What’s More Important Than Sunday Worship?

I’m just going to get straight to the point with this one. I want to know – what’s more important than Sunday worship?

Because thousands of articles have been written and sermons preached, and yet I still have regular discussions with my preacher friends about how many people are missing on a given Sunday for other activities. Obviously there are many, many Christians who believe there are things more important than being at worship. So I want to know… what is it that’s so important? What’s going on elsewhere that outranks God?

Obviously I’m not talking about those who are shut-ins, those who are dealing with a sickness, or those who have the unavoidable work assignment from time to time. I’m talking about those who feel like they have something better to do. To them I ask:

  • What’s more important than worshiping God in the few hours per week set aside specifically for Him?
  • What’s more important than making time to encourage and be encouraged by your Christian family?
  • What’s more important than gathering with them to study God’s word and share in prayers for each other?
  • What’s more important than remembering the sacrifice of Jesus by partaking in communion with your fellow Christians?

I’m not sure what it is that’s so important, but I can tell you a few things that aren’t the answer to those questions.

I can tell you that sports aren’t more important. Like many things in life, sports are perfectly fine and useful and can even be used for good in our lives, but they can also become idols. Skipping worship for youth sports or to watch the big game sends the message to the Savior who died for you that you think He’s really important… unless the game happens at the same time. It sends the message to observant little eyes that God can be put in second place for anything we want to prioritize over Him. In an era where a large majority of those raised in the church fall away, the last thing we need is more Christian parents teaching their children that the pew takes a back seat to the players’ bench. I don’t care if your child earns a scholarship, wins the gold medal, or takes home Super Bowl MVP, because if his or her soul is lost in the process, the tradeoff was eternally worthless (Mark 8:36).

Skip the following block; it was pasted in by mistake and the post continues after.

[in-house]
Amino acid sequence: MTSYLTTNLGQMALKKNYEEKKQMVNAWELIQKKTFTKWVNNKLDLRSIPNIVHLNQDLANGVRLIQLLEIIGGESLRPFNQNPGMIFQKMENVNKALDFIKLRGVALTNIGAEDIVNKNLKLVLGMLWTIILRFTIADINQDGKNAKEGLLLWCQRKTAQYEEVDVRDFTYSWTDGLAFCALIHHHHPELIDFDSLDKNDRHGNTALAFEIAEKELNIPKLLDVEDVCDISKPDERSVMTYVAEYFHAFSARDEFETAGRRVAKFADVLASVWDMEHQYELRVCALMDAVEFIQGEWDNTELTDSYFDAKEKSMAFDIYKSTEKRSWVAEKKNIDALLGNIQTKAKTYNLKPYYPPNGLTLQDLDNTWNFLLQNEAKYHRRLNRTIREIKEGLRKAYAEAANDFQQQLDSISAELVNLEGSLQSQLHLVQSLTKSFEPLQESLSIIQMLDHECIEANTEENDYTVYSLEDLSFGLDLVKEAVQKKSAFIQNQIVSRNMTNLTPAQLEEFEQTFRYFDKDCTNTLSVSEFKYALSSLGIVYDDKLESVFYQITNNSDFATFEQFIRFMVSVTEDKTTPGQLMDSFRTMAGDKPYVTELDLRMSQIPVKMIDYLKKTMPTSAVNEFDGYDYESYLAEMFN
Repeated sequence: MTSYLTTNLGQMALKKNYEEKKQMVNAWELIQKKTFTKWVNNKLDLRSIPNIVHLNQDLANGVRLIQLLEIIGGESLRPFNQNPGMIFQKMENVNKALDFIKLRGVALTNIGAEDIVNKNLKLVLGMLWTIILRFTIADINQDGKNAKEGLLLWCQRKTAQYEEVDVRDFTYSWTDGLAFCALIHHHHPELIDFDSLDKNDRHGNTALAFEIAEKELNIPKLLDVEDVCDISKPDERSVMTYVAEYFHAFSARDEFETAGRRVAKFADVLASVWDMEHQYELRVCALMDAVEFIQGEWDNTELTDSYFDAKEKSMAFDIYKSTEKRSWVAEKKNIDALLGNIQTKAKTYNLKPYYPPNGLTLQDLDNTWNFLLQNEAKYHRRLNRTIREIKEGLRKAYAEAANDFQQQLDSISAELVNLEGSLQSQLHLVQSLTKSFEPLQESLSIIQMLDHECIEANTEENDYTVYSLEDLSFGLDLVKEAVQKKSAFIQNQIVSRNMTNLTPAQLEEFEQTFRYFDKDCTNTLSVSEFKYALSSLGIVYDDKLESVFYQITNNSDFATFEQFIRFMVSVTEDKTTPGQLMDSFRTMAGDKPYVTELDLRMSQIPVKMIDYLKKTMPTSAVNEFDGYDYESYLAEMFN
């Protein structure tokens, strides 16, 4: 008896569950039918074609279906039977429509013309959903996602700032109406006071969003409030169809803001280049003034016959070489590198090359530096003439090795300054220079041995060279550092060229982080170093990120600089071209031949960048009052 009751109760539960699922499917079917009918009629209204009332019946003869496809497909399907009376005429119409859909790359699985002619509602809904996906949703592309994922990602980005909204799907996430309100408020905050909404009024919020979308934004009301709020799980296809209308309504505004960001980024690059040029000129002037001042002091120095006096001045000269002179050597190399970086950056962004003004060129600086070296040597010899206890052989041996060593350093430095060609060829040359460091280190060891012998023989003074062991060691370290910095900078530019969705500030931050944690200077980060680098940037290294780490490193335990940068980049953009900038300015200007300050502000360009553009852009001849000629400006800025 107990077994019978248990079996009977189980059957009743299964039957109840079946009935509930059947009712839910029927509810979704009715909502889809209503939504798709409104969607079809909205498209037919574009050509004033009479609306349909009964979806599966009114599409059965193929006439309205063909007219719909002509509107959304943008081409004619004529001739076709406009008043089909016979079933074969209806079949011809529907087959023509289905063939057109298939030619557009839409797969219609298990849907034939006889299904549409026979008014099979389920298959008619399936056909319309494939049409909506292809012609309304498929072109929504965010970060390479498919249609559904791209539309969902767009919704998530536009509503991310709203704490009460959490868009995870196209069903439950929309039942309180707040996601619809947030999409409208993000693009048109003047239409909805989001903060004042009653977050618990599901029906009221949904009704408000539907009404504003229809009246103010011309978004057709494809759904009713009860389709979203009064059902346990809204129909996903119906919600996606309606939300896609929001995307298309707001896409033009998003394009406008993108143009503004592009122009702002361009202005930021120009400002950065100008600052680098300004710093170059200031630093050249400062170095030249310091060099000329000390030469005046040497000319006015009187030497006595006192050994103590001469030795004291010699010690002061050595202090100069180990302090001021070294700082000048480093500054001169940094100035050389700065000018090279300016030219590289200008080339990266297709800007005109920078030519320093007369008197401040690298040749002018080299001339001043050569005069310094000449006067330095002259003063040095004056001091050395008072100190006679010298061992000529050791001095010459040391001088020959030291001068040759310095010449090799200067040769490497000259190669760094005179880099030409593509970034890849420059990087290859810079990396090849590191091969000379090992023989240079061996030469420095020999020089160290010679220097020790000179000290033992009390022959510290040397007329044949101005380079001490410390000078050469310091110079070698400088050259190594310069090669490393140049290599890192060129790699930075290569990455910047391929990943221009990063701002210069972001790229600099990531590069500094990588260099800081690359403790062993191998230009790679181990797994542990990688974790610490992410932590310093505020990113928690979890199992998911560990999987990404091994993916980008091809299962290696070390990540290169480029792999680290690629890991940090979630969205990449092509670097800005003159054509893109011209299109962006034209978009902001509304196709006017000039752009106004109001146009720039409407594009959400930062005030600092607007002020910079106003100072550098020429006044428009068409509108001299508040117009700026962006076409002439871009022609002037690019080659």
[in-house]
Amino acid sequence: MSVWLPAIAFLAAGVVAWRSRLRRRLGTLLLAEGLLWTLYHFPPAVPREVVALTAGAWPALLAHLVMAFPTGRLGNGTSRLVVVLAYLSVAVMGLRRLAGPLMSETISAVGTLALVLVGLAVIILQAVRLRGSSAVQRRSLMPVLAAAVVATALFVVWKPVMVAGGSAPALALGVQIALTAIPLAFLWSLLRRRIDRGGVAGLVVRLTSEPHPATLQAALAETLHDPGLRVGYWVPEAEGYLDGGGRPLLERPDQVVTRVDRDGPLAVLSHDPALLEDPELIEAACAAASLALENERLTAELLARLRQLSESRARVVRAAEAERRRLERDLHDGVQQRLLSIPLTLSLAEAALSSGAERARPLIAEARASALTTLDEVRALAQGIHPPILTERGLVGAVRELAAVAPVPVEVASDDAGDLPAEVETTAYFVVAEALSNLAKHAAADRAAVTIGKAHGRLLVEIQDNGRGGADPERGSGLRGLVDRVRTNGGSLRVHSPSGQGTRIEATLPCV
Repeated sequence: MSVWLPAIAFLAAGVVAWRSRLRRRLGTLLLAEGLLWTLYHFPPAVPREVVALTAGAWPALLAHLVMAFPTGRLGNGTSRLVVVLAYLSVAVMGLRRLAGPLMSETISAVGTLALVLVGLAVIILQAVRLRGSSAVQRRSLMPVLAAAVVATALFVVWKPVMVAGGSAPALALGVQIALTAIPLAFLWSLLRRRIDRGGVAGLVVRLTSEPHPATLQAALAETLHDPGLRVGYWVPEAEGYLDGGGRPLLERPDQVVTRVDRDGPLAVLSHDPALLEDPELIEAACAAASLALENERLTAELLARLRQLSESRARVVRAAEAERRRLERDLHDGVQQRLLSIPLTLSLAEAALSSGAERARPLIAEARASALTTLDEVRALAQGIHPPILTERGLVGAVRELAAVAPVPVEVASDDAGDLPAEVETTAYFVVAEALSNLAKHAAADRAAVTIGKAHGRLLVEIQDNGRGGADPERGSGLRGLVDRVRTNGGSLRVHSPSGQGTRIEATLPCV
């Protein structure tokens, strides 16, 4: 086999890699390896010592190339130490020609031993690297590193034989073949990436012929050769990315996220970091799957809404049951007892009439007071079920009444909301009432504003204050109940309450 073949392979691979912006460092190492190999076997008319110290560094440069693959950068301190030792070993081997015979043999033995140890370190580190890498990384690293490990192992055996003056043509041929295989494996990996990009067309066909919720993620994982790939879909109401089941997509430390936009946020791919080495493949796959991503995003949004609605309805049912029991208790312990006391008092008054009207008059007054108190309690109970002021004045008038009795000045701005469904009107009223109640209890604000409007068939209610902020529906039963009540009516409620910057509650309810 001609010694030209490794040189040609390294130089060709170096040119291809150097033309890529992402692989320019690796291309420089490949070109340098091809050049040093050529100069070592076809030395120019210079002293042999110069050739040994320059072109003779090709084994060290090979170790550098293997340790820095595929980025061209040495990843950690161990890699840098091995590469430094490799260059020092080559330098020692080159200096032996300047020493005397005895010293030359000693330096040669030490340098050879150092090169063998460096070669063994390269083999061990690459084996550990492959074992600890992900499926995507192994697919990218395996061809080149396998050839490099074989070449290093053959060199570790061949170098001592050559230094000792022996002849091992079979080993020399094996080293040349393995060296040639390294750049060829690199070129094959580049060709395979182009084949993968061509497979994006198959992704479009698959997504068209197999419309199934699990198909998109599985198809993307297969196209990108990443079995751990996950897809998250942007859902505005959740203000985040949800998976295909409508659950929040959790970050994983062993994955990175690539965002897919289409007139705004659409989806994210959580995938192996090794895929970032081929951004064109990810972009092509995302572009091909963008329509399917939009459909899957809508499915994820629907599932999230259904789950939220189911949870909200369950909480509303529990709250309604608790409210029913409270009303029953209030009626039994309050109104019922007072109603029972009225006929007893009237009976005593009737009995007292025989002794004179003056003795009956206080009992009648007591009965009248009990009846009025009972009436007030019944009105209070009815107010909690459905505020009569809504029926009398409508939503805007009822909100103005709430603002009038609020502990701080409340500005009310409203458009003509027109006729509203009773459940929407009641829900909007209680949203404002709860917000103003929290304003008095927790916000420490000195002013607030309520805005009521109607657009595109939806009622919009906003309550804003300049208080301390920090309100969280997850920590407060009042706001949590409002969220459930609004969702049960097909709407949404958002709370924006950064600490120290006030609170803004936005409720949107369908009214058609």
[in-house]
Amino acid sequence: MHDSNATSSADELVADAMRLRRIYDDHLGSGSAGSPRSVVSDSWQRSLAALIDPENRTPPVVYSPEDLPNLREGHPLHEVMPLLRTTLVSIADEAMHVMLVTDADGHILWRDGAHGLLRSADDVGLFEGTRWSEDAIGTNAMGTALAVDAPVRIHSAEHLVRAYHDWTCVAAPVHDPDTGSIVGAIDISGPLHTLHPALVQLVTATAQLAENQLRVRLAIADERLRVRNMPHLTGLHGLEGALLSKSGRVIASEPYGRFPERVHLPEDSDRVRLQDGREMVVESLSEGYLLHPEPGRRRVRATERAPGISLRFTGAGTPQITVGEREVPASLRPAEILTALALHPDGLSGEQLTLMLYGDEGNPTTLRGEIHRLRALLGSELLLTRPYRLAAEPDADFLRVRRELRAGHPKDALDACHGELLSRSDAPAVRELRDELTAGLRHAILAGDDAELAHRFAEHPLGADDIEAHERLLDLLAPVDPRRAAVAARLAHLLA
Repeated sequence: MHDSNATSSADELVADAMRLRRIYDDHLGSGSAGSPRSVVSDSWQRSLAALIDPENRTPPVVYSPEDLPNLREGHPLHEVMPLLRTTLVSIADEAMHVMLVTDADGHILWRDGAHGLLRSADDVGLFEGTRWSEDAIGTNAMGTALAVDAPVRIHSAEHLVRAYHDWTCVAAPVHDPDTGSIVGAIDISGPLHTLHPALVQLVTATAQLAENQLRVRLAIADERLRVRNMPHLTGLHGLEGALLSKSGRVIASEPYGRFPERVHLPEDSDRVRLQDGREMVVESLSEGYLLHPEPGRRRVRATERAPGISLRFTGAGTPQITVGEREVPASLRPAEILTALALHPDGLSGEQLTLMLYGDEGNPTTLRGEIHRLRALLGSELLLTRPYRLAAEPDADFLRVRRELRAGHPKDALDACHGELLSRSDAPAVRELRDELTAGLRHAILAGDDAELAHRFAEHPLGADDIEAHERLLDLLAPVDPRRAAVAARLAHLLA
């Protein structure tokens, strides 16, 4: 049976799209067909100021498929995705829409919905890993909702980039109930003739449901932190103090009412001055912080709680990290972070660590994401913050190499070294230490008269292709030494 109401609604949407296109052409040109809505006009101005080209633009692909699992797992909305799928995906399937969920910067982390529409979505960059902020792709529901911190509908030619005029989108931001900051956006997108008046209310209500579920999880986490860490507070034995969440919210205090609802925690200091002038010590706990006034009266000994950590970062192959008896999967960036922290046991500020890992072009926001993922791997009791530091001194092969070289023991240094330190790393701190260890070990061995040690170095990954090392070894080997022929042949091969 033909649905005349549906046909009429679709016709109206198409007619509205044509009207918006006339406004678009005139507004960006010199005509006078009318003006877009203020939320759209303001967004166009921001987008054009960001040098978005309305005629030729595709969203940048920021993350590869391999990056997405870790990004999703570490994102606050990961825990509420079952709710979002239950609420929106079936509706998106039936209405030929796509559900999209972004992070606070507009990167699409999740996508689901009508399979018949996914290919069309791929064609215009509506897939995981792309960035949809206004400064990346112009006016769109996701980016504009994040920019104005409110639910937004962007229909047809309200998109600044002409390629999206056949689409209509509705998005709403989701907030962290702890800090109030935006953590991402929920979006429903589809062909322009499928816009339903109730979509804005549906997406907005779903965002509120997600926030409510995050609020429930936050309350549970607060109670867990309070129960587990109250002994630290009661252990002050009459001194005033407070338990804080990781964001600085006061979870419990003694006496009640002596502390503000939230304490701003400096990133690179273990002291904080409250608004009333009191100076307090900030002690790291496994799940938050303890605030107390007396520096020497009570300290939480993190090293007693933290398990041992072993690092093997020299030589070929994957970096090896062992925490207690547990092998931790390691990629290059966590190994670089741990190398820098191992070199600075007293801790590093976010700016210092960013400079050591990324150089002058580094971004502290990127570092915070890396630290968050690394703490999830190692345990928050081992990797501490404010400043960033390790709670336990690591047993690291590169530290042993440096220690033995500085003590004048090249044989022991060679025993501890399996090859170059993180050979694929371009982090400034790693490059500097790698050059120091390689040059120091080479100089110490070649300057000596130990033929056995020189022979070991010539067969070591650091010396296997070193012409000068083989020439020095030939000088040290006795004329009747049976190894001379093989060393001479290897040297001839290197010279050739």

I can tell you vacations aren’t more important. It’s good to get away every now and then, so you can’t always be with your home congregation. But I guarantee you that most places you visit will have a congregation of the Lord’s people nearby. Worship with them. Going out of town doesn’t get you out of God’s presence, nor does it take away your call to worship Him. Unplugging from work, school, and everyday life is great… but a Christian should never unplug from God.

I can tell you sleep isn’t more important. People get tired, I understand. There aren’t many chances to sleep in, and Sunday morning worship means getting up early, especially for those with kids. But nobody even considers catching up on that sleep on Monday morning. Work and school don’t get placed on a back burner. If you won’t sleep through work but will sleep through Sunday church assembly, think about your priorities and just how seriously you’re taking your God. Again, consider the message you’re sending to your family, fellow Christians, and non-Christian coworkers.

We preachers are tired of pushing and prodding people to be in the pews on Sunday. We don’t do it because we want you to check the box and say you’ve done your duty for the week. We do it because we know a Christian whose heart has been given to God will agree that nothing is more important than Him and that He comes first in all things.

I can tell you that there’s nothing more important on Sunday morning than being there every time you can. There’s always an excuse to be somewhere else. Don’t take it. Meet with your fellow Christians and show your God that He’s important enough to you to put everything aside and give Him your time. Give Him your Sunday nights and Wednesday nights, too, if your church gathers at those times. Be there for them, let them be there for you, and encourage one another to love God more.

By Jack Wilkie

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